William Matheson (nova_one) wrote,
William Matheson
nova_one

52. Well...

You know, I think I can deal. I got through today fairly well. There are a lot of pressures, especially in managing time, but I’m learning bit by bit. A few times today I had to decide to stop fretting and actually do something, and these times were all largely successful. The only problem I had today was that I ate too much at lunchtime (I bought the cafeteria special for 500 yen, which included a whole heap of rice – next time I’ll do what the other foreign teachers have been doing and forego the rice), and that made the afternoon a struggle just to stay awake, much less alert. But I made it.

Someone’s quitting, by the way. [Update: He's decided to stay after all.] Not from the primary school, but still. I can see why he has to. He wants to teach; he doesn’t want to ride on the bus with four-year-olds for three hours a day, eat lunch with them, make a curriculum for them himself… It’s understandable. The only thing is, some of us primary school teachers may have to pitch in to cover his classes. In private schools, there are no government substitutes waiting to swoop in – if someone quits or is fired or gets sick, everyone else has to fill in the void.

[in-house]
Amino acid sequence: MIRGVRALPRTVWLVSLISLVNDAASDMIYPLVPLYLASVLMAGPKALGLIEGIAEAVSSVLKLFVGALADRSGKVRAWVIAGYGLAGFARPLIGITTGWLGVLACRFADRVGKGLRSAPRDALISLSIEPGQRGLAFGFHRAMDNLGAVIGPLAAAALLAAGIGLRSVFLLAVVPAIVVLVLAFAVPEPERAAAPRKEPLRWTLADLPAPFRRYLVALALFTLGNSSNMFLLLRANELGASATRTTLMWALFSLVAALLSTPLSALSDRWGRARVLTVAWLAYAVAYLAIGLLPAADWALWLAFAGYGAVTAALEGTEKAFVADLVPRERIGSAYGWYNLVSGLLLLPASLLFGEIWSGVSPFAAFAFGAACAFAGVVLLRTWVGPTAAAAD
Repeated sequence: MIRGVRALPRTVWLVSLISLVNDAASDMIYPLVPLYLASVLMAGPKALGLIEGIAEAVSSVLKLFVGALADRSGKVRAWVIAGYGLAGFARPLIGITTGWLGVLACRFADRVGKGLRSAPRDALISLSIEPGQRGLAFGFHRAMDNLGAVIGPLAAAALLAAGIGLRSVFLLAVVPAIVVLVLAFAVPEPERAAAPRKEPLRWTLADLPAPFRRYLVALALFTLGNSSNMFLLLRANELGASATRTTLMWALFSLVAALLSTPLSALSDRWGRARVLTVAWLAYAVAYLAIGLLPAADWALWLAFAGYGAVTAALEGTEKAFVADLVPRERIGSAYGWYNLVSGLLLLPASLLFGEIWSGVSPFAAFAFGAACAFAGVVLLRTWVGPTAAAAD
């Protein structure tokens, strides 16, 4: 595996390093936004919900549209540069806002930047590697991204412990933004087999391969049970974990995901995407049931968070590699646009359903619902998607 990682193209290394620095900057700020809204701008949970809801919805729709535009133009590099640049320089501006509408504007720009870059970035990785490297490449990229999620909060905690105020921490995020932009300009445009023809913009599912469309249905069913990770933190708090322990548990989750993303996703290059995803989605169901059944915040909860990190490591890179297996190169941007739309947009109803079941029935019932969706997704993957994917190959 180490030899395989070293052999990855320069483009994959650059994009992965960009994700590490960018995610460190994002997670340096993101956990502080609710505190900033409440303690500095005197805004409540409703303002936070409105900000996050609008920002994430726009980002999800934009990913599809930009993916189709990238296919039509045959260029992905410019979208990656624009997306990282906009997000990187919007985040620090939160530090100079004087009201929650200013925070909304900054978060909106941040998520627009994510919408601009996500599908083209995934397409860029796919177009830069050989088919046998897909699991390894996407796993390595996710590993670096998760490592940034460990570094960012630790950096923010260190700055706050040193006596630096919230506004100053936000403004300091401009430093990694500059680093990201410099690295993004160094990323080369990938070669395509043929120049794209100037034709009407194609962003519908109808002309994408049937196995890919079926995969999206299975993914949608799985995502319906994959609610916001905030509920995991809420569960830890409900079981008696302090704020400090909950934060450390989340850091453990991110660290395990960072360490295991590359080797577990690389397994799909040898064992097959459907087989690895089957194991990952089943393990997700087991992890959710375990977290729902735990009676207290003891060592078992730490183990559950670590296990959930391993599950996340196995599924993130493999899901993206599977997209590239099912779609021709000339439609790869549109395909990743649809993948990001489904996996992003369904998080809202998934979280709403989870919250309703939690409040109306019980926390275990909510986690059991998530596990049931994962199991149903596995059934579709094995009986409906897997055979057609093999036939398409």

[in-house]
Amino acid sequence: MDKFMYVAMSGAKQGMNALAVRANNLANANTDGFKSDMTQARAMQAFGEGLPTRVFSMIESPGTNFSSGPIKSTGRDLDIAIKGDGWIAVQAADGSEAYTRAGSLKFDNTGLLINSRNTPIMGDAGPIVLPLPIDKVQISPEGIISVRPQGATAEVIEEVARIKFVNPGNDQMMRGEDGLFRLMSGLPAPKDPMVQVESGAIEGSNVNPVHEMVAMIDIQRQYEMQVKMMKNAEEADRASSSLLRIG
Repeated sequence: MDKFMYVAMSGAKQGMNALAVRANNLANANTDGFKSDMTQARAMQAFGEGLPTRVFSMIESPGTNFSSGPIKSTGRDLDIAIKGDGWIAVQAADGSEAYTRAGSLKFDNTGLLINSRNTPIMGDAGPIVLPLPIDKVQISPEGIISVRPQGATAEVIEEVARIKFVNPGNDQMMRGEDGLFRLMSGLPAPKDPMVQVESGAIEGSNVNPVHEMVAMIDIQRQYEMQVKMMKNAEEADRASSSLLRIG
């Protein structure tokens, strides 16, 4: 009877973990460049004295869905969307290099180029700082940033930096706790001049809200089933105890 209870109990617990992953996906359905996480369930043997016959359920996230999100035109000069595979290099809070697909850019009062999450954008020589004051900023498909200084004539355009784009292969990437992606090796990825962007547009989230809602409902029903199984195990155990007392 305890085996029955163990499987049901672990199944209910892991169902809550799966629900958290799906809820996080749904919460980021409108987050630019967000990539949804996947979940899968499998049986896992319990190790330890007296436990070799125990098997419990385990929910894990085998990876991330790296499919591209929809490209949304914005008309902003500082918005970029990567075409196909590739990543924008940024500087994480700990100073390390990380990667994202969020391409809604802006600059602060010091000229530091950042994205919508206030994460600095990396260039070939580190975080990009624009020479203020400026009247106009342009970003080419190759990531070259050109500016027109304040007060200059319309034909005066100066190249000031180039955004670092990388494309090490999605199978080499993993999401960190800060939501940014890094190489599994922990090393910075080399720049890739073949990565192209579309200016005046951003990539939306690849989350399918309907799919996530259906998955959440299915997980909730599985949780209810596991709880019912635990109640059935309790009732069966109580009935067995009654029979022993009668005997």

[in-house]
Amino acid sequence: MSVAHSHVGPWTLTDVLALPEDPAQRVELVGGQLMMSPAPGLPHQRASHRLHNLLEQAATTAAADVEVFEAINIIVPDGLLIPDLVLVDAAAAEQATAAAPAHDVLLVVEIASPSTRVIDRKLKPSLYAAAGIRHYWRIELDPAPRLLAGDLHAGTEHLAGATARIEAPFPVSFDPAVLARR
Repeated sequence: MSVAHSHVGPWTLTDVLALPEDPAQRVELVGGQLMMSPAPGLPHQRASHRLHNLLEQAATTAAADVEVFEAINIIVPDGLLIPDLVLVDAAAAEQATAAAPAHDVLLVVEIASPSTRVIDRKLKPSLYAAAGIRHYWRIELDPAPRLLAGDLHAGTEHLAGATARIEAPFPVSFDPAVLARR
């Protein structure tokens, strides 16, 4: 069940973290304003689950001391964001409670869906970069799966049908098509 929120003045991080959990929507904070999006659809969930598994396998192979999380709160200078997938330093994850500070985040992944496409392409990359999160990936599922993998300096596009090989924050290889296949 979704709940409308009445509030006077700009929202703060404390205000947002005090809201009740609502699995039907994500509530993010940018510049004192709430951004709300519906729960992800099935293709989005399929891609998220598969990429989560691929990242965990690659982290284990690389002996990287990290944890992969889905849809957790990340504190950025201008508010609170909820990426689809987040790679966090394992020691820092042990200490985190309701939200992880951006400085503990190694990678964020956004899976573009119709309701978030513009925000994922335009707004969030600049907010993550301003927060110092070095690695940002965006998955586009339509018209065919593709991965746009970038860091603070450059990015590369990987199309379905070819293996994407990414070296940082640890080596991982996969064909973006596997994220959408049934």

Now, I’m not criticizing him for this – not at all. He’s going to a job at a Canadian-owner-operated eikaiwa in Ehime. If anything, I’m envious. I’m criticizing the system, but I see why things have to be the way they are. They can’t re-hire foreign teachers on a dime; for instance, it takes three months to get a Certificate of Eligibility. Of course, not having a COE didn’t stop two recent interns other than myself from coming over on tourist visas initially – they might as well just stop applying for them altogether and just stick to getting people visas after they arrive, which is a much faster (though grey) process.

When I quit my job at TeleTech, it was no big deal. I didn’t feel like there were repercussions echoing through the workplace. Of course, they were having Career Fairs every other Tuesday. Here, if I were to quit – and I won’t, because I would be letting myself and a whole lot of others down by doing so – besides which there are enough things to look forward to to keep it interesting) – but if I were to quit, I’d be really screwing over a lot of people. The impact would be immense and immediate. You know how three weeks notice is considered appropriate in typical North American situations? In this situation, you’d need more like three months.

[Woah. Lightning storm; and it might get bright and loud in a hurry.]

Yet apparently it’s common for people to jump from job to job here, although they’re usually working for eikaiwas, not for proper full-fledged schools (ALTs aside). People often get hired with a large outfit, quit as soon as they arrive, then migrate to a smaller one. Where’s the honour? (It’s as dead as the Empire.)

I sometimes think teaching in an eikaiwa would be nice, and in a good one, it could be great. But there are eikaiwas and there are eikaiwas. K. has a friend in an eikaiwa who has a two-year-old student. How that can be anything but glorified babysitting is a mystery to us.